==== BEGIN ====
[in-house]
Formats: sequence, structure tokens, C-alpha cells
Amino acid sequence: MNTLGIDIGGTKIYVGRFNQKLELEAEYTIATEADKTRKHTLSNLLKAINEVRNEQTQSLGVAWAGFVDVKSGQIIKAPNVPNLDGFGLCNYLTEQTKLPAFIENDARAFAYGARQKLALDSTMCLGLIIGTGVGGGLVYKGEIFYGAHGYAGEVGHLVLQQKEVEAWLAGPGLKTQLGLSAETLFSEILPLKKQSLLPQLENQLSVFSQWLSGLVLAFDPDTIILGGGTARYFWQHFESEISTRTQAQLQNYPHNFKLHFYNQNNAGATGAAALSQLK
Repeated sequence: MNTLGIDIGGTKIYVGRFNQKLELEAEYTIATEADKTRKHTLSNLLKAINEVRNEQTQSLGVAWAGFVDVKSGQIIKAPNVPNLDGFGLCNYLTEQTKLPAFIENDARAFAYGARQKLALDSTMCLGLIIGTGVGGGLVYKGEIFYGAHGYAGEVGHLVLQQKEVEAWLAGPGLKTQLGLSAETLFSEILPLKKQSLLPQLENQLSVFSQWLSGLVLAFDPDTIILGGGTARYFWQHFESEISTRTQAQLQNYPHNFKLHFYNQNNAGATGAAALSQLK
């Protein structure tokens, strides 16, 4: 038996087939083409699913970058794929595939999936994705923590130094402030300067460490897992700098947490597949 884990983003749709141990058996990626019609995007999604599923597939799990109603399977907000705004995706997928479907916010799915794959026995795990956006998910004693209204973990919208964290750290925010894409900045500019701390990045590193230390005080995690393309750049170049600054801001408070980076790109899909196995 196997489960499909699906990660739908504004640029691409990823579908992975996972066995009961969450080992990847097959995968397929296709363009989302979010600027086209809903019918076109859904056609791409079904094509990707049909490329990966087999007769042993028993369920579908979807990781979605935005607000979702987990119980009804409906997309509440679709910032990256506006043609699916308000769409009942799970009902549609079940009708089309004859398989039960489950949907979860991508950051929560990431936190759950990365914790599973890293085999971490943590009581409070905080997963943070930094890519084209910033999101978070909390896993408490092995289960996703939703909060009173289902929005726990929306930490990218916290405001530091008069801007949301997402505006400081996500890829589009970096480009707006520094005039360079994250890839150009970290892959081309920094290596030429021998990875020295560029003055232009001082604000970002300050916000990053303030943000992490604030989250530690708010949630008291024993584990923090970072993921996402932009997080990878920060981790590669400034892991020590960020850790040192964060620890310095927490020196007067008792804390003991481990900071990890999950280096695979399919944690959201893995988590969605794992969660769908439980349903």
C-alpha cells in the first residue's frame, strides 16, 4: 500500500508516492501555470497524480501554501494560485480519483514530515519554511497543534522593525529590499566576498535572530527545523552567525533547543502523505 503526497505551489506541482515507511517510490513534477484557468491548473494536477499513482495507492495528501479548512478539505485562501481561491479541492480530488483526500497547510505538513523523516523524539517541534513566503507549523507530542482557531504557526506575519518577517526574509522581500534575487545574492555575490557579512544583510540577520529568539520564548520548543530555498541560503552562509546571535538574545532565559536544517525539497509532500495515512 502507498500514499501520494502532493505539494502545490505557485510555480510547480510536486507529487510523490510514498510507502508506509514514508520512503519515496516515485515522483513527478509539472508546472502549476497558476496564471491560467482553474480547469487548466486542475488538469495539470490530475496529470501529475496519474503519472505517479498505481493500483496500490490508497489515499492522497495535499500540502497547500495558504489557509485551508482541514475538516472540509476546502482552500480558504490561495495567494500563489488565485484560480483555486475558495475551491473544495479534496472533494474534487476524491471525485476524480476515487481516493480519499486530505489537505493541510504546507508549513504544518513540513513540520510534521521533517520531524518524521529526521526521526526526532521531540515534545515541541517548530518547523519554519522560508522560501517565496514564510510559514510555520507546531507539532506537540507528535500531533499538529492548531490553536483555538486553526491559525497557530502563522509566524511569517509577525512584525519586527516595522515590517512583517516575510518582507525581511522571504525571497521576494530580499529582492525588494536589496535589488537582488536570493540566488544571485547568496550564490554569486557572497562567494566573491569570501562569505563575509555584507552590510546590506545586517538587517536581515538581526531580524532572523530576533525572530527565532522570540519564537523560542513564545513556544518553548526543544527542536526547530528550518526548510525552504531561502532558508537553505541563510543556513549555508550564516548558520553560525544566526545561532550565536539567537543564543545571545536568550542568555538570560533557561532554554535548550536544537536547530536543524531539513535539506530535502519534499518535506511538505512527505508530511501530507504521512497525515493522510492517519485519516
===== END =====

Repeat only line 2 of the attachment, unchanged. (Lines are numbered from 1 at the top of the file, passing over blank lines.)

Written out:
Formats: sequence, structure tokens, C-alpha cells